Track 1-03

Description

Forage legumes are a key feature of temperate grasslands in southern Australia, valued for their ability to increase animal production, improve soil fertility and fix atmospheric nitrogen. Of the 36 temperate annual legume and 11 temperate perennial legume species with registered cultivars introduced or domesticated in Australia over the last 100 years, a third have made a major contribution to agriculture, a third have modest use and a third have failed to make any commercial impact. Highly successful species include subterranean clover, barrel medic, white clover, lucerne, French serradella and balansa clover. Species were assessed on the scale of their application, ease of seed production and specific requirements for agronomic management to determine critical factors for maximising commercial success. Of fundamental importance is the need to understand the farming systems context for legume technologies, particularly as it relates to potential scale of application and impact on farm profitability. Other factors included a requirement for parallel investment in rhizobiology, implementing an adequate ‘duty of care’ problem-solving framework for each new plant product and the need to construct a commercialisation model that optimises the trade-off between rapid adoption by farmers and profitability of the seed industry. Our experience to date indicates that seed industry engagement is highest when they have exclusive rights to a cultivar, can exercise some control over seed production and can market seed for a premium price without having to carry over significant seed quantities from one season to the next. A capability for non-specialist seed production on-farm (with lower associated seed costs) is a disincentive for the seed industry, but may be an appropriate commercialisation model for some public cultivars.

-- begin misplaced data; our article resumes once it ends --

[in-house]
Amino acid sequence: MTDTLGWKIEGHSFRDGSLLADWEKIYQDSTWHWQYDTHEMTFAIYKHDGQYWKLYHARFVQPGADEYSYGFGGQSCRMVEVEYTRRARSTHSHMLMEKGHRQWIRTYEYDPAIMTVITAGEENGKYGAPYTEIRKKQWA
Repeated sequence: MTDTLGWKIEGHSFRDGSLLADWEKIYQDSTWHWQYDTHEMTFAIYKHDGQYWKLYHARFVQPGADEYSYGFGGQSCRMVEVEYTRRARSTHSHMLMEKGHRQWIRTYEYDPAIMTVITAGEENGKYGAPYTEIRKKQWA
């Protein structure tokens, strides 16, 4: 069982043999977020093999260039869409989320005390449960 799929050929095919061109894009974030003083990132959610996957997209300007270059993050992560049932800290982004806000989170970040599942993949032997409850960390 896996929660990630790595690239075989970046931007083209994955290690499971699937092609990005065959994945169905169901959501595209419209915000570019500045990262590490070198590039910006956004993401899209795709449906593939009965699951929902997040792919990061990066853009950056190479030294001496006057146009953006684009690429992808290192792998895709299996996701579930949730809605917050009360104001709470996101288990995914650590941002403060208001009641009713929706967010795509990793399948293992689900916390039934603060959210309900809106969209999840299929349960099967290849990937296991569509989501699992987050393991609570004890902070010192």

Share

COinS
 

Commercialisation and Impacts of Pasture Legumes in Southern Australia–Lessons Learnt

Forage legumes are a key feature of temperate grasslands in southern Australia, valued for their ability to increase animal production, improve soil fertility and fix atmospheric nitrogen. Of the 36 temperate annual legume and 11 temperate perennial legume species with registered cultivars introduced or domesticated in Australia over the last 100 years, a third have made a major contribution to agriculture, a third have modest use and a third have failed to make any commercial impact. Highly successful species include subterranean clover, barrel medic, white clover, lucerne, French serradella and balansa clover. Species were assessed on the scale of their application, ease of seed production and specific requirements for agronomic management to determine critical factors for maximising commercial success. Of fundamental importance is the need to understand the farming systems context for legume technologies, particularly as it relates to potential scale of application and impact on farm profitability. Other factors included a requirement for parallel investment in rhizobiology, implementing an adequate ‘duty of care’ problem-solving framework for each new plant product and the need to construct a commercialisation model that optimises the trade-off between rapid adoption by farmers and profitability of the seed industry. Our experience to date indicates that seed industry engagement is highest when they have exclusive rights to a cultivar, can exercise some control over seed production and can market seed for a premium price without having to carry over significant seed quantities from one season to the next. A capability for non-specialist seed production on-farm (with lower associated seed costs) is a disincentive for the seed industry, but may be an appropriate commercialisation model for some public cultivars.